The Hartnett Gallery opened its doors this week with the final remaining works of Professor Elizabeth Cohen, who directed the UR internship program, Art New York, until her death in May 2017.

The UR Studio Art Department honored Cohen by displaying her works in the exhibition, “Departures from Precedent”, from Sept. 5 through Sept. 9.

Cohen, who received her MFA from Rhode Island School of Design, joined the UR Studio Art department in 1997. She taught a variety of production-based courses like Introduction to Sculpture, as well as other sculpture and video courses.

In 2001, she took on her role as director of the Art New York program, in which students take coursework in New York City while working directly with artists or interning in art museums.

Allan Topolski, undergraduate advisor for the Studio Arts department and one of the organizers of the exhibit, was on the committee that hired Cohen. He praised her drive and aspiration, commenting that she excelled at her job, using her connections in New York City to “revise the curriculum and fortify the academic rigor” of the Art New York program. The result, Topolski wrote on a plaque in Hartnett, was the creation of “one of strongest facets of the art department.”

Senior Alana Zakroczemski, an attendant for the Hartnett Gallery and studio art minor, met Cohen when she applied for Art New York. On the exhibit, Zakroczemski said, “I’m not sure what to think of it,” adding that there are no plaque cards with an artist statement, so “it’s hard to see what she envisioned.” Zakroczemski describes the works as interesting, but “ominous.”

“Departures from Precedent” is a collection of three pieces that Cohen worked on with her collaborator and husband, Michael Talley.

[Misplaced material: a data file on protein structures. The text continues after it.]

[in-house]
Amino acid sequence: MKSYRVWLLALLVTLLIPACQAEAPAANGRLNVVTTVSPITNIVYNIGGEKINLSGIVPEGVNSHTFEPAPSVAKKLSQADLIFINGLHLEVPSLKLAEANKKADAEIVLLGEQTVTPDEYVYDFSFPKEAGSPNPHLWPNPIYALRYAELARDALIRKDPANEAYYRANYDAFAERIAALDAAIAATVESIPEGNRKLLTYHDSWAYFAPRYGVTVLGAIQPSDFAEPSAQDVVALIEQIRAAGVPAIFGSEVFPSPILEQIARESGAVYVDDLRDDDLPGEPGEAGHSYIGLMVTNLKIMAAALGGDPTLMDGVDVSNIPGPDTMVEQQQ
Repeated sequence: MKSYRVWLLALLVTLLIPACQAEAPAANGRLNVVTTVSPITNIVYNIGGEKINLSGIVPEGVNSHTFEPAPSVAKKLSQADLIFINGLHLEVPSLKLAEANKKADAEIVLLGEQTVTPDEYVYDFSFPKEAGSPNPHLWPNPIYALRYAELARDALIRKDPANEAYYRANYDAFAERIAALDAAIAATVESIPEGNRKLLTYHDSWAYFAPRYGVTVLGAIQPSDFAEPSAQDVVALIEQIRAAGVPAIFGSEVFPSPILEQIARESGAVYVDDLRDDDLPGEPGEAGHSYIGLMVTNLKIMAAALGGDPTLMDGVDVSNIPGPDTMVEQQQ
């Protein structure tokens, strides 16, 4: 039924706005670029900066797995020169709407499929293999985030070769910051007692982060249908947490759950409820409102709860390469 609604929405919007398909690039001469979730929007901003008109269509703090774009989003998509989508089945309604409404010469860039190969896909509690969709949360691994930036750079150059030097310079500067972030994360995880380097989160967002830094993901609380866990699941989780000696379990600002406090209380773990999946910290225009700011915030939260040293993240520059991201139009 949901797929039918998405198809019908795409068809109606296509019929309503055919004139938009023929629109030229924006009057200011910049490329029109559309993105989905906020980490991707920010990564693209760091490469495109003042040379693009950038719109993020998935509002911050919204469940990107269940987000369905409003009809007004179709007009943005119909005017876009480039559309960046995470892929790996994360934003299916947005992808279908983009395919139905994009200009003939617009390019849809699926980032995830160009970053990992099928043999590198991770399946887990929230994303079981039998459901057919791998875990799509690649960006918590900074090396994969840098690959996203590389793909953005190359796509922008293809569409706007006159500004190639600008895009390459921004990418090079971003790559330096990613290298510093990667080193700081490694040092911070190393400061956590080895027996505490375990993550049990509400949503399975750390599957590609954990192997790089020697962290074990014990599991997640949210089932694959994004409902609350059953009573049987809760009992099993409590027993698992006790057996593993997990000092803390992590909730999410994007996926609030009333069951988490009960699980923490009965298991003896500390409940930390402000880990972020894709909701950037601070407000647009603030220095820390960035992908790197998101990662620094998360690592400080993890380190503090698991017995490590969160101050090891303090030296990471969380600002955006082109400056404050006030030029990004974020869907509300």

Belly Ball, which was undated, is a fiberglass ball painted over with acrylic, composed of mold casts of people’s belly buttons. A 2001 work, Untitled, is composed of a braided carpet hanging on a wall, a motorized scooter made of boat parts and refrigerator parts, and a GPS.

Numbers, also from 2001, is a video of various participants, prompted by Cohen herself, interpreting and signing the numbers from zero to 10 with their entire body.

Topolski said that he admires the simplicity of Numbers, noting that Cohen had a “diverse approach to the idea of exploring the body and soul,” and that the video demonstrates how our ability to interpret is “a blend of conceptual, racial, and geographic identities.” He added that Cohen implored people to “think of [their] bodies in an ajar framework.”

The video’s out-of-the-box nature is emphasized by its wide array of reactions in depicting the requested numbers, ranging from apathetic to enthusiastic and varying in accuracy.

Both Zakroczemski and Topolski said that Untitled is odd. And Topolski found it interesting and bizarre how the carpet on the wall symbolizes a map.

He referred to Belly Ball as “not pretty but engaging.” According to him, the inspiration likely stems from Talley’s time in the Vietnam War, with the piece exploring the idea of phantom limbs and scars.

Studio Manager Michael Leonard, who also helped set up the gallery with Topolski, is in charge of safety courses in Sage. He met Cohen eight years ago when he first arrived. But he  only found out about the remaining artwork while helping clear Cohen’s studio. He found her last works to be “typical of her…pleasant, eclectic,” offering a unique way of looking at different things.

Tagged: Hartnett

An inside look at the healthcare industry from the Simon Industry and Professional Club

With the Inflation Reduction Act kicking in this summer, a group of students at the Simon School of Business saw the opportunity in this political move.

Blackout in a can: a brief history of Four Loko

“Blackout in a can,” “The pregame and postgame,” and “Battery acid” are all terms that have been used in reference to potentially the most infamous drink.

The shadow of Monterey Park cast on the Rochester community

“Lunar New Year is supposed to be a time of celebration and reunion, yet 11 families will forever remember this as a time of grief."